12/8/2016 10:30:11 pm
Absolutely wonderful article. A must read.
12/8/2016 10:30:54 pm
Why wasn't this emailed yet? I checked my SPAM. by the way, this should be mailed to every Jewish parent!
12/8/2016 10:37:30 pm
We had a baby girl last night, and I'm trying to get everything settled. IY"H it will go out in the AM.
12/9/2016 07:38:54 am
Mazel Tov. May you be as good a parent of a girl as you have been a Rebbe/Mechanech of boys.
12/8/2016 10:41:42 pm
Wow! Mazel Tov! And you still wrote an article!
12/8/2016 10:32:13 pm
So, I have a question. I agree with this article 100%. Now, If you're Davening, and your son asks you a question, should you interrupt your Davening to answer?
12/8/2016 10:39:42 pm
That's a great question! I would only answer your son, if it was related to Davening. If not, I would just smile and point at my Siddur, not gesticulate frantically with angry stares and shushing, Either way, explain gently afterwards that you don't like to interrupt your Davening.
12/9/2016 07:44:51 am
One has to bevy careful about not answering someone because of davening. See story of Rabbi Yehoshua Ben Perahah and otto haish when the Rabbi was davening shma and waved off. Yeshu with disastorous results for Klal Israel
12/8/2016 10:33:10 pm
Mazel Tov on the girl! You should be Zoche to raise her L'Torah, Chupah, "Umaasim Tovim! In the Zechus of these amazing emails, you should have Nachas from all of your Kinderlach!
12/8/2016 10:40:00 pm
12/8/2016 10:34:08 pm
My father used to force my brothers to Daven. Now they never Daven and one of them is married. You are so right.
12/8/2016 10:35:15 pm
I now you're a chart fan Rabbi Ross. No charts for Davening? This is one of your best articles by the way,
12/8/2016 10:41:06 pm
Good point. I'm only a chart fan when it's used properly. Davening in most cases should be motivated without constant rewards or motivations.
12/8/2016 10:35:40 pm
I forwarded this to all my siblings. Wonderful! Keep up the good work.
12/8/2016 10:43:02 pm
Another great article. I learned to check the blog first. :-) This was very well written. The "time based Davening" is an excellent point.
12/8/2016 10:51:20 pm
I learned this from Rabbi Follman many years ago.
12/8/2016 10:43:33 pm
Thank you for this. I will read a few times, and try on my children.
12/8/2016 10:44:49 pm
Mazel Tov to you and your Rebbetzin! Now you can try these parenting tips on your own child!
12/8/2016 10:46:54 pm
Um. I think this is the Rabbi's 9th child. I think he gets his ideas from parenting. I mean that as a compliment. - EJ
12/8/2016 10:49:23 pm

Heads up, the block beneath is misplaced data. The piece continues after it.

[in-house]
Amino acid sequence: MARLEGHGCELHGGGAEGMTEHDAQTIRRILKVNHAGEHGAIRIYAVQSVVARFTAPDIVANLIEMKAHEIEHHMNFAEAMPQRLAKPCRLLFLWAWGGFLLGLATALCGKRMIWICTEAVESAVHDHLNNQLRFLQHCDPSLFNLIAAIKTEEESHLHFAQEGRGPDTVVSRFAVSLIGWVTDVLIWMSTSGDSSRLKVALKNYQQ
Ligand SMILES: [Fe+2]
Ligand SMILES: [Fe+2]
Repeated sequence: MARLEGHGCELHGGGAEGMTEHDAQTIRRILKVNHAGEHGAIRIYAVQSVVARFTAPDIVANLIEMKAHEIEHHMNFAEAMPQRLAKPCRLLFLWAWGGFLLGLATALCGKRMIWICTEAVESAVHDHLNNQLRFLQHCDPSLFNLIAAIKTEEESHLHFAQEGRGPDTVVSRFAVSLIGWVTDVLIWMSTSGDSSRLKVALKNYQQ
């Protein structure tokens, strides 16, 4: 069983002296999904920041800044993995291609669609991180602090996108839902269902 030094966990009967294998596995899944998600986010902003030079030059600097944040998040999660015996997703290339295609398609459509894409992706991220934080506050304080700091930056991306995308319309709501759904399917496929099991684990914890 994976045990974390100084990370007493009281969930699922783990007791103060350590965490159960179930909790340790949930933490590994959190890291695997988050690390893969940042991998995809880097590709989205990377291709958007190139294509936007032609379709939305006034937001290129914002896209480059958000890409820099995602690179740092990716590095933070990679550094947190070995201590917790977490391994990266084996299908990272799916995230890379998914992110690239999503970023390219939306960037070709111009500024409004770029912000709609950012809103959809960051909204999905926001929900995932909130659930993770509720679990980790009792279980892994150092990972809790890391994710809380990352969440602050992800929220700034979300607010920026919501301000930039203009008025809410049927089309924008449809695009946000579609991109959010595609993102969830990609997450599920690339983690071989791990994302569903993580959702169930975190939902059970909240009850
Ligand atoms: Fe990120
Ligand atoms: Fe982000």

I have so many thoughts about this week's article. All good BH. in short, I always believed that we need to make Davening less of a chore, and more of an experience. That's why I was puzzled about your disappointment in youth groups although I fully understand.
12/8/2016 10:50:02 pm
You should send this to some Christian organizations. They have the same issues.
12/8/2016 10:53:22 pm
I do have a few christian subscribers interestingly enough. They often email me pointing out, that as you pointed out, they have similar issues. That being said, I'm writing these articles from a Yiddishe perspective.
12/9/2016 06:59:57 am
So many key points. Parents should really try and let their kids appreciate the opportunity to talk to HaShem.
12/9/2016 07:09:01 am
Regards from the Holy Land. Great article as usual.
12/9/2016 07:37:24 am
Number Seven. Don’t compare your children. A lesson my parents could have used. "Your sister always..."
12/9/2016 07:42:10 am
Thank you for the kind words about the importance of women in general. Many times, it's hard on us. The Men celebrate Purim, go to Shul, Dance with the Torah, and it's tough. It's important that women understand that WE are the ones running the show.
12/9/2016 09:47:10 am
Sorry if this is a repeat of a comment, but many times kid just don't love standing still. Or being squished, or spending time singling. It isn't about prayer aka, connection to Hashem that deters them. If you make a big deal about how their behavior manifest, attributing it to prayer, then of course they will not want to daven.
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Rabbi Yitzie Ross is a Rebbe and has been working with parents and kids for many years. You can read more about him in the "about" section.